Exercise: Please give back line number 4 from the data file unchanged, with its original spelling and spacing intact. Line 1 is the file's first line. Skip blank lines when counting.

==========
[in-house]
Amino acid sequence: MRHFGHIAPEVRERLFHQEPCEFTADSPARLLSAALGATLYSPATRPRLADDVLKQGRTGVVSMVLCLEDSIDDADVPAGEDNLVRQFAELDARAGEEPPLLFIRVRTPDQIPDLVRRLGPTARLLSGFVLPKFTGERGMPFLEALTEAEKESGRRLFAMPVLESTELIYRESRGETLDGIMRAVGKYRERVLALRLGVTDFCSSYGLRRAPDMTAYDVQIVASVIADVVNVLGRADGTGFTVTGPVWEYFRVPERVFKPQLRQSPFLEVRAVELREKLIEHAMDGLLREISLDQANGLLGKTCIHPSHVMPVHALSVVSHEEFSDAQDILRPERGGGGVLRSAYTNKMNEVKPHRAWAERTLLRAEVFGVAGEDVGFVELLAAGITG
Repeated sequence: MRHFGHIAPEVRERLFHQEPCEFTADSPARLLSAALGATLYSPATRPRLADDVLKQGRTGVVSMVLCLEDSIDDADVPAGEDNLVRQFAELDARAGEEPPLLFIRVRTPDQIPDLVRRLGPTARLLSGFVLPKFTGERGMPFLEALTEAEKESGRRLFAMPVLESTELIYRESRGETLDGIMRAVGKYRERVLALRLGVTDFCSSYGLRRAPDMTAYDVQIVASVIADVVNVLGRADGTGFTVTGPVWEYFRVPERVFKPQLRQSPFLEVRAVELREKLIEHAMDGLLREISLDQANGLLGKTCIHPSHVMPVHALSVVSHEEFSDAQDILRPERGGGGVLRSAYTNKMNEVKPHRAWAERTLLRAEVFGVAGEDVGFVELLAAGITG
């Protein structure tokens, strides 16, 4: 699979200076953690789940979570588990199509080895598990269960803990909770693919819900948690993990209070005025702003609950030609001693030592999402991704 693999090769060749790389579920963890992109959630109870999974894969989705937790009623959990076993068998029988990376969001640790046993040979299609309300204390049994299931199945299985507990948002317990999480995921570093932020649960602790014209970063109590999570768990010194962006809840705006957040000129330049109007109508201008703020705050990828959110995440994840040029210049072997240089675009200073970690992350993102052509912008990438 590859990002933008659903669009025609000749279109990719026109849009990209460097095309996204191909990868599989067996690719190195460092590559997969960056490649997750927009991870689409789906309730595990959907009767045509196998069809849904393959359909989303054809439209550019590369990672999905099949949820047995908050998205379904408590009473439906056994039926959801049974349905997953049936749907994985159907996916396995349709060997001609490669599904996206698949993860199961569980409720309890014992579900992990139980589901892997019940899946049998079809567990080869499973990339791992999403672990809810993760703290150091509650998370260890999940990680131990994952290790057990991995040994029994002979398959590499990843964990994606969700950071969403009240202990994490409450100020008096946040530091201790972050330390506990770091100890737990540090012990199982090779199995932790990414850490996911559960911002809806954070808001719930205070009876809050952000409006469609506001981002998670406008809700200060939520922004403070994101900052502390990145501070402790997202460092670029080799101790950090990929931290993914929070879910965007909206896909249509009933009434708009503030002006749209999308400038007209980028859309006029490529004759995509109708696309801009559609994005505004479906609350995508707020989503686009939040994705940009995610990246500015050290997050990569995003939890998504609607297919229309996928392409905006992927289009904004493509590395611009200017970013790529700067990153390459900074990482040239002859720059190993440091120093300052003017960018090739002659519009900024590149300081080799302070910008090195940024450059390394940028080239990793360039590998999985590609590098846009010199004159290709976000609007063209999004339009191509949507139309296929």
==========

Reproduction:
């Protein structure tokens, strides 16, 4: 699979200076953690789940979570588990199509080895598990269960803990909770693919819900948690993990209070005025702003609950030609001693030592999402991704 693999090769060749790389579920963890992109959630109870999974894969989705937790009623959990076993068998029988990376969001640790046993040979299609309300204390049994299931199945299985507990948002317990999480995921570093932020649960602790014209970063109590999570768990010194962006809840705006957040000129330049109007109508201008703020705050990828959110995440994840040029210049072997240089675009200073970690992350993102052509912008990438 590859990002933008659903669009025609000749279109990719026109849009990209460097095309996204191909990868599989067996690719190195460092590559997969960056490649997750927009991870689409789906309730595990959907009767045509196998069809849904393959359909989303054809439209550019590369990672999905099949949820047995908050998205379904408590009473439906056994039926959801049974349905997953049936749907994985159907996916396995349709060997001609490669599904996206698949993860199961569980409720309890014992579900992990139980589901892997019940899946049998079809567990080869499973990339791992999403672990809810993760703290150091509650998370260890999940990680131990994952290790057990991995040994029994002979398959590499990843964990994606969700950071969403009240202990994490409450100020008096946040530091201790972050330390506990770091100890737990540090012990199982090779199995932790990414850490996911559960911002809806954070808001719930205070009876809050952000409006469609506001981002998670406008809700200060939520922004403070994101900052502390990145501070402790997202460092670029080799101790950090990929931290993914929070879910965007909206896909249509009933009434708009503030002006749209999308400038007209980028859309006029490529004759995509109708696309801009559609994005505004479906609350995508707020989503686009939040994705940009995610990246500015050290997050990569995003939890998504609607297919229309996928392409905006992927289009904004493509590395611009200017970013790529700067990153390459900074990482040239002859720059190993440091120093300052003017960018090739002659519009900024590149300081080799302070910008090195940024450059390394940028080239990793360039590998999985590609590098846009010199004159290709976000609007063209999004339009191509949507139309296929």